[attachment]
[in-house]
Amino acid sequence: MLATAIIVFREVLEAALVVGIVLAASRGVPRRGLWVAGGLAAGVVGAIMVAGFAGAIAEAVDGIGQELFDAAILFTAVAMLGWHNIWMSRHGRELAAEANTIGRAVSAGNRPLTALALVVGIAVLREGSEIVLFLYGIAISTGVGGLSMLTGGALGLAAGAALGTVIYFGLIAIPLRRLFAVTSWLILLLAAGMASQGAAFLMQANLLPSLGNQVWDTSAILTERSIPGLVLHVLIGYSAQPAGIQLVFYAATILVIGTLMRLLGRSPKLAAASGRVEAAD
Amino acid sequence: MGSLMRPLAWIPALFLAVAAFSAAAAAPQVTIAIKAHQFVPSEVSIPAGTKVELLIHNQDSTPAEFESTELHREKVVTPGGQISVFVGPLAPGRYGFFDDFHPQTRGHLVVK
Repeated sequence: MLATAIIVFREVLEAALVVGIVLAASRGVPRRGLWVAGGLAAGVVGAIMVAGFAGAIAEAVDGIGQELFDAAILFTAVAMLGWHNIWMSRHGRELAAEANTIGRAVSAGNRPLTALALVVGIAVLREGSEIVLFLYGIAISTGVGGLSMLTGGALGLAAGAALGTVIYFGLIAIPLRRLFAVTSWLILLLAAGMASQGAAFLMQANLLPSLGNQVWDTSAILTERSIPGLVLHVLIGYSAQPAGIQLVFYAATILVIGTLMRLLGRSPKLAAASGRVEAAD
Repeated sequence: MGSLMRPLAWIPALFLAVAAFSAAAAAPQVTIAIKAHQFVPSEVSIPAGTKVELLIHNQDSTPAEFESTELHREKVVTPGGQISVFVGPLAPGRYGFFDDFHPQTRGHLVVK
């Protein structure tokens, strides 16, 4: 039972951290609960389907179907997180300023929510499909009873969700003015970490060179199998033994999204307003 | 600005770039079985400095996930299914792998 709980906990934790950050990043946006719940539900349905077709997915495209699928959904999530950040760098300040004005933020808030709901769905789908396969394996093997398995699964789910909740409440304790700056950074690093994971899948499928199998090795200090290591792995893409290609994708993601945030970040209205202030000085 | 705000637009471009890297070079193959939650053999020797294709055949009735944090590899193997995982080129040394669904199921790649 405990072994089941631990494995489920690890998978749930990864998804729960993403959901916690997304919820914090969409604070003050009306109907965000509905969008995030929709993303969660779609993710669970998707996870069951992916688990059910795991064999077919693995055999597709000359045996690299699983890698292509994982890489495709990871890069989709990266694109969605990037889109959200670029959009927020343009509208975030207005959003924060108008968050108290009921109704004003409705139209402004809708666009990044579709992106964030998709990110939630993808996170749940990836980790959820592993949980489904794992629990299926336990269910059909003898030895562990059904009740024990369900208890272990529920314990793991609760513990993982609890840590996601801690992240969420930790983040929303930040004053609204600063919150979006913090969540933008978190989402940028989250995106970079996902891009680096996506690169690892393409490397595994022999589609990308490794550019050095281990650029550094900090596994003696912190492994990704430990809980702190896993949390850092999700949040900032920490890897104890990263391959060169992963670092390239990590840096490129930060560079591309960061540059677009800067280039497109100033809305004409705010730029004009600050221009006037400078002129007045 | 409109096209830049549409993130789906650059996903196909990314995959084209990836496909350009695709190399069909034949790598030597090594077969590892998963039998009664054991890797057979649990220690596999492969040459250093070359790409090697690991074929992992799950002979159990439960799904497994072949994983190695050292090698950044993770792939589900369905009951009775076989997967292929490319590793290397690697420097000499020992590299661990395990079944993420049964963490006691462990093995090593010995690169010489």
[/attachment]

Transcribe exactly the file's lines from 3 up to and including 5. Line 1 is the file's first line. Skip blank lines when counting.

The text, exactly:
Amino acid sequence: MGSLMRPLAWIPALFLAVAAFSAAAAAPQVTIAIKAHQFVPSEVSIPAGTKVELLIHNQDSTPAEFESTELHREKVVTPGGQISVFVGPLAPGRYGFFDDFHPQTRGHLVVK
Repeated sequence: MLATAIIVFREVLEAALVVGIVLAASRGVPRRGLWVAGGLAAGVVGAIMVAGFAGAIAEAVDGIGQELFDAAILFTAVAMLGWHNIWMSRHGRELAAEANTIGRAVSAGNRPLTALALVVGIAVLREGSEIVLFLYGIAISTGVGGLSMLTGGALGLAAGAALGTVIYFGLIAIPLRRLFAVTSWLILLLAAGMASQGAAFLMQANLLPSLGNQVWDTSAILTERSIPGLVLHVLIGYSAQPAGIQLVFYAATILVIGTLMRLLGRSPKLAAASGRVEAAD
Repeated sequence: MGSLMRPLAWIPALFLAVAAFSAAAAAPQVTIAIKAHQFVPSEVSIPAGTKVELLIHNQDSTPAEFESTELHREKVVTPGGQISVFVGPLAPGRYGFFDDFHPQTRGHLVVK